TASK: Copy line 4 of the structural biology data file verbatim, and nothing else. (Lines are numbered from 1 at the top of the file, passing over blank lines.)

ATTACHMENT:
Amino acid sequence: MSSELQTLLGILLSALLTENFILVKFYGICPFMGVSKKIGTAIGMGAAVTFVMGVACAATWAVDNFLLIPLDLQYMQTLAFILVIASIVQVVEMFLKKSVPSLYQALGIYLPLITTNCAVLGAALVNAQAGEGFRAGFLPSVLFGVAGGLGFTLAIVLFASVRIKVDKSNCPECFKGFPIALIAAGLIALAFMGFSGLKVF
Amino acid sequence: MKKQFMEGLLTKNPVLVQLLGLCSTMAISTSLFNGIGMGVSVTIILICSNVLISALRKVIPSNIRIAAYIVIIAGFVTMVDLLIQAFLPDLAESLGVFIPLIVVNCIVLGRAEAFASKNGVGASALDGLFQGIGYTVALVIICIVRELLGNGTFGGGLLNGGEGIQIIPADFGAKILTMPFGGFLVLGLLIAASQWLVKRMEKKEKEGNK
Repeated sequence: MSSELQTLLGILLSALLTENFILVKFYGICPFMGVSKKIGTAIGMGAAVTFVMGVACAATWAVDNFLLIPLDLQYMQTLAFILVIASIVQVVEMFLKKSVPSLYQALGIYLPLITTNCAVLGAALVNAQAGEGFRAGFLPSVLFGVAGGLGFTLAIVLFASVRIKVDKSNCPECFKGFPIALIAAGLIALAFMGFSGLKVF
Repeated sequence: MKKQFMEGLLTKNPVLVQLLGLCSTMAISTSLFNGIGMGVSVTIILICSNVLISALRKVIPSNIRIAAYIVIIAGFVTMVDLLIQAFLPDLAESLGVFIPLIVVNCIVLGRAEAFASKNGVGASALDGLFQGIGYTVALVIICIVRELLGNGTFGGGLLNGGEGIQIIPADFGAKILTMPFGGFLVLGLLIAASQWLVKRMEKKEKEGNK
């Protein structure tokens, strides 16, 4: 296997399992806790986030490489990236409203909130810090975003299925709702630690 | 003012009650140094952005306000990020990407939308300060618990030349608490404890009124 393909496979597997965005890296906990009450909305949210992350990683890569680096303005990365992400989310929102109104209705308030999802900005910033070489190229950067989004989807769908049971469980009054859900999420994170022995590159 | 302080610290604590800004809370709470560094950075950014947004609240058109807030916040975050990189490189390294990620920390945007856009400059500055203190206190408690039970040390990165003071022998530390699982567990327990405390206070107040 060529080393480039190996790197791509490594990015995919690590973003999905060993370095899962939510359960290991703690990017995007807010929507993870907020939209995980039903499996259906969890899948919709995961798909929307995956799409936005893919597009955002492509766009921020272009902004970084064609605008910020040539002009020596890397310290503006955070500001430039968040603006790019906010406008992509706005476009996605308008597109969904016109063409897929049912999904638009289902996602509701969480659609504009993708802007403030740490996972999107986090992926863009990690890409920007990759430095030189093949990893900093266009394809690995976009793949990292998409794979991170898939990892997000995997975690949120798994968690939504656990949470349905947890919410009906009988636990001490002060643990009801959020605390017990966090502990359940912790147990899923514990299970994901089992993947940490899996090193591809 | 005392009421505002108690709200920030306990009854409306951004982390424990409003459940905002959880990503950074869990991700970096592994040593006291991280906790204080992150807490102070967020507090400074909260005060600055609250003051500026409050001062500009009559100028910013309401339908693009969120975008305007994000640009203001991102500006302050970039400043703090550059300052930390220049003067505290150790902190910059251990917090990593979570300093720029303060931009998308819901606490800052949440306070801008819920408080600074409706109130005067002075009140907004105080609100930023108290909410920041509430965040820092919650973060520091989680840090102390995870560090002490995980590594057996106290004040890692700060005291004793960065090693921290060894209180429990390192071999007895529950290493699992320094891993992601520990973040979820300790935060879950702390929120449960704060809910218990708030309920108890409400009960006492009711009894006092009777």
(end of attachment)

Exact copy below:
Repeated sequence: MKKQFMEGLLTKNPVLVQLLGLCSTMAISTSLFNGIGMGVSVTIILICSNVLISALRKVIPSNIRIAAYIVIIAGFVTMVDLLIQAFLPDLAESLGVFIPLIVVNCIVLGRAEAFASKNGVGASALDGLFQGIGYTVALVIICIVRELLGNGTFGGGLLNGGEGIQIIPADFGAKILTMPFGGFLVLGLLIAASQWLVKRMEKKEKEGNK